To a certain extent, it’s a generational thing. But now the generation that grew up with Louis on the radio is mostly gone. Maybe it’s not fair to declare Ali the winner now, when memory of Louis has faded. But looking at it objectively, as a child of neither generation, it doesn’t seem such a hard choice. Louis had a longer uninterrupted reign, made more title defenses, was a far more destructive puncher. But look at Ali’s quality of opposition. He shook up the world against Liston, then did it again. He shocked the world against Foreman. He won two out of three against Frazier. Same against Ken Norton. He beat Patterson twice. The also-rans on Ali’s record—Jerry Quarry, Ron Lyle, Zora Folley, Oscar Bonavena, Bob Foster, Ernie Terrell—were as good as all but two or three opponents Louis beat during his historic reign. Match them up head to head, and the case for Ali is hard to deny: Ali fought and beat a few fighters who approximated the style and abilities of Louis; Louis never fought and beat anyone like Ali, because until Ali came along, there wasn’t anyone like Ali—at least not at heavyweight.

In my childhood and young adulthood, the conversation shifted, at least among casual boxing observers. It became a question of Ali vs. Mike Tyson. To those who truly understood the sport, it was almost laughable. And that’s no knock on Tyson, who was a force of nature during his brief prime. But the Ali we saw against Williams would have more or less toyed with Tyson, and the Ali who warred with Frazier would have found a way to win too. Tyson, as serious a boxing historian as you’ll find, has admitted as much, without hesitation. “Nobody beats Ali,” he said when asked if he’d have beaten him, prime against prime. And he explains that those who grew up in the ’80s and ’90s and perceived Tyson as the winner just because he hit harder and had bigger muscles let themselves be fooled by Ali’s physical appearance. “Ali is a fuckin’ animal,” Tyson said. “He looks more like a model than a fighter, but what he is, he’s like a Tyrannosaurus rex with a pretty face.”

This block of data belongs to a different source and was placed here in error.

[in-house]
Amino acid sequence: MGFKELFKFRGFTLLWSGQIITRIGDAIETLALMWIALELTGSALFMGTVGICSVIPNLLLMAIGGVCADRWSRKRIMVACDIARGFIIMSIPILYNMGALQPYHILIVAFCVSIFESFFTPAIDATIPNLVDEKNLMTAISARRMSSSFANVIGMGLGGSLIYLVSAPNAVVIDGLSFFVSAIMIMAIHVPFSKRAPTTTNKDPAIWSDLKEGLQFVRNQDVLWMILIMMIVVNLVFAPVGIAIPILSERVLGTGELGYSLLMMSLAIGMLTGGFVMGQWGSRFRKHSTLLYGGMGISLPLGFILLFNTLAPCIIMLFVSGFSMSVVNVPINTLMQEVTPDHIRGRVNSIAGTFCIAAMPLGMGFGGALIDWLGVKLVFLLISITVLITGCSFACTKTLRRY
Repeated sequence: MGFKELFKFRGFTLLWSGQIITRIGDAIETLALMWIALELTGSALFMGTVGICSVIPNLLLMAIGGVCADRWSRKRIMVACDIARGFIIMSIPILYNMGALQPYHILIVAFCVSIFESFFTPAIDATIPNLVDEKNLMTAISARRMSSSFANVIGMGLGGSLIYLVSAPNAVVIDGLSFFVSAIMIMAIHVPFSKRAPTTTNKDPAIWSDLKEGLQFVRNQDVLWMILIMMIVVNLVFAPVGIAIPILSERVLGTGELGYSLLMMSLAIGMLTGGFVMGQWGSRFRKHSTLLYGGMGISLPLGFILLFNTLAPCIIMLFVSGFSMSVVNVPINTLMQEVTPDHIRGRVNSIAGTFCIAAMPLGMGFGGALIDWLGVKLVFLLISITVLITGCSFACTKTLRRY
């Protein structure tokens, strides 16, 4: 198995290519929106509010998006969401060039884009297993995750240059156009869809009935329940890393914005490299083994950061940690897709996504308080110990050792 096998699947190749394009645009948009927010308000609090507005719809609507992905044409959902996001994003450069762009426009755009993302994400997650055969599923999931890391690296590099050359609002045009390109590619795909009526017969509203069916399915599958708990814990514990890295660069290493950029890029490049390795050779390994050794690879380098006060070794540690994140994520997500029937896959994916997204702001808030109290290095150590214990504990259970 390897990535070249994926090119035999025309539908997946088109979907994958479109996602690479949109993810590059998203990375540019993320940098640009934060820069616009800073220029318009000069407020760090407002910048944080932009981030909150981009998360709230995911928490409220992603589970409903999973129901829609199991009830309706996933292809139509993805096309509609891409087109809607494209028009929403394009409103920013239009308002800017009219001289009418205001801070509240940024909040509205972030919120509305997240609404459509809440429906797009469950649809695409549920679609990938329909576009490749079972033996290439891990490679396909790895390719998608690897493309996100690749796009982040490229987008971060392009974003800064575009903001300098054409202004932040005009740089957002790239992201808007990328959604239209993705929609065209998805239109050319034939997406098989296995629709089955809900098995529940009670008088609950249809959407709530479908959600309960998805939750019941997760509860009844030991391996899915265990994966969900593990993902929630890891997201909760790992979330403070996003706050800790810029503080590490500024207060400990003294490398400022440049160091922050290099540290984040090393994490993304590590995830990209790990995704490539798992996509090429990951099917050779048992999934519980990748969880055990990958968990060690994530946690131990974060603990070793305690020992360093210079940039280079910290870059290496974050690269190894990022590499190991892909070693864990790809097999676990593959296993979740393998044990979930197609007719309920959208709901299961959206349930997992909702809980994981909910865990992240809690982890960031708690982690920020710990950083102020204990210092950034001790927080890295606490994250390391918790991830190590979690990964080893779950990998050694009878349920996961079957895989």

There’s been a tendency over the last several decades to sugarcoat Ali’s flaws as a person—the unforgivable things he said to Frazier, the brutality he inflicted upon Patterson, the likelihood that some of his religious and political stands were as selfish as they were selfless. There’s a similar tendency to paint over his imperfections in the ring. He had major scares early in his career against Doug Jones and Henry Cooper. He won a few dubious decisions in his later years. He had no body-punching game whatsoever.

But Muhammad Ali never said he was perfect. He simply said he was the greatest. He was right. And you don’t need to have lived through his prime, his exile, or any of his comebacks to know it.